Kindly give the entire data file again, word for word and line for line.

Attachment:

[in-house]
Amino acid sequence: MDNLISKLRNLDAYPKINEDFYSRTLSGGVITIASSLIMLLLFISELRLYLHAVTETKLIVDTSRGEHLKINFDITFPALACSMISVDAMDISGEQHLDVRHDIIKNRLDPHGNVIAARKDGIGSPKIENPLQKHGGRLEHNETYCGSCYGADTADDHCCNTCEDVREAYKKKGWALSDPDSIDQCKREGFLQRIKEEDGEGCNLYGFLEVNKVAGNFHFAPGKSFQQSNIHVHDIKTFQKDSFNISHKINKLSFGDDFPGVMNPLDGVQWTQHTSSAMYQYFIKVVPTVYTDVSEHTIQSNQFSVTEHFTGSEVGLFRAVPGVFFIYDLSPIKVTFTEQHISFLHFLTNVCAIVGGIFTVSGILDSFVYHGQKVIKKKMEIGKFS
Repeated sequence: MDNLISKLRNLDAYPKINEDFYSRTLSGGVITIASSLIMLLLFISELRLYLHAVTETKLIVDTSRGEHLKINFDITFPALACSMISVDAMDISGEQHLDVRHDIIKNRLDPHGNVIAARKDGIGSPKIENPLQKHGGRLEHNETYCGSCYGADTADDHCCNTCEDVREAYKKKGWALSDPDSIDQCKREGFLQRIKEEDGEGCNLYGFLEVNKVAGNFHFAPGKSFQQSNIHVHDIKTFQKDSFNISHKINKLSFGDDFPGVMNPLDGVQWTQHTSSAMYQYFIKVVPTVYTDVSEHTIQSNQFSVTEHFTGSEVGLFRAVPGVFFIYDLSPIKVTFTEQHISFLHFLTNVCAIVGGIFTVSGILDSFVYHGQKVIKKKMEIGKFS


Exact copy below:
[in-house]
Amino acid sequence: MDNLISKLRNLDAYPKINEDFYSRTLSGGVITIASSLIMLLLFISELRLYLHAVTETKLIVDTSRGEHLKINFDITFPALACSMISVDAMDISGEQHLDVRHDIIKNRLDPHGNVIAARKDGIGSPKIENPLQKHGGRLEHNETYCGSCYGADTADDHCCNTCEDVREAYKKKGWALSDPDSIDQCKREGFLQRIKEEDGEGCNLYGFLEVNKVAGNFHFAPGKSFQQSNIHVHDIKTFQKDSFNISHKINKLSFGDDFPGVMNPLDGVQWTQHTSSAMYQYFIKVVPTVYTDVSEHTIQSNQFSVTEHFTGSEVGLFRAVPGVFFIYDLSPIKVTFTEQHISFLHFLTNVCAIVGGIFTVSGILDSFVYHGQKVIKKKMEIGKFS
Repeated sequence: MDNLISKLRNLDAYPKINEDFYSRTLSGGVITIASSLIMLLLFISELRLYLHAVTETKLIVDTSRGEHLKINFDITFPALACSMISVDAMDISGEQHLDVRHDIIKNRLDPHGNVIAARKDGIGSPKIENPLQKHGGRLEHNETYCGSCYGADTADDHCCNTCEDVREAYKKKGWALSDPDSIDQCKREGFLQRIKEEDGEGCNLYGFLEVNKVAGNFHFAPGKSFQQSNIHVHDIKTFQKDSFNISHKINKLSFGDDFPGVMNPLDGVQWTQHTSSAMYQYFIKVVPTVYTDVSEHTIQSNQFSVTEHFTGSEVGLFRAVPGVFFIYDLSPIKVTFTEQHISFLHFLTNVCAIVGGIFTVSGILDSFVYHGQKVIKKKMEIGKFS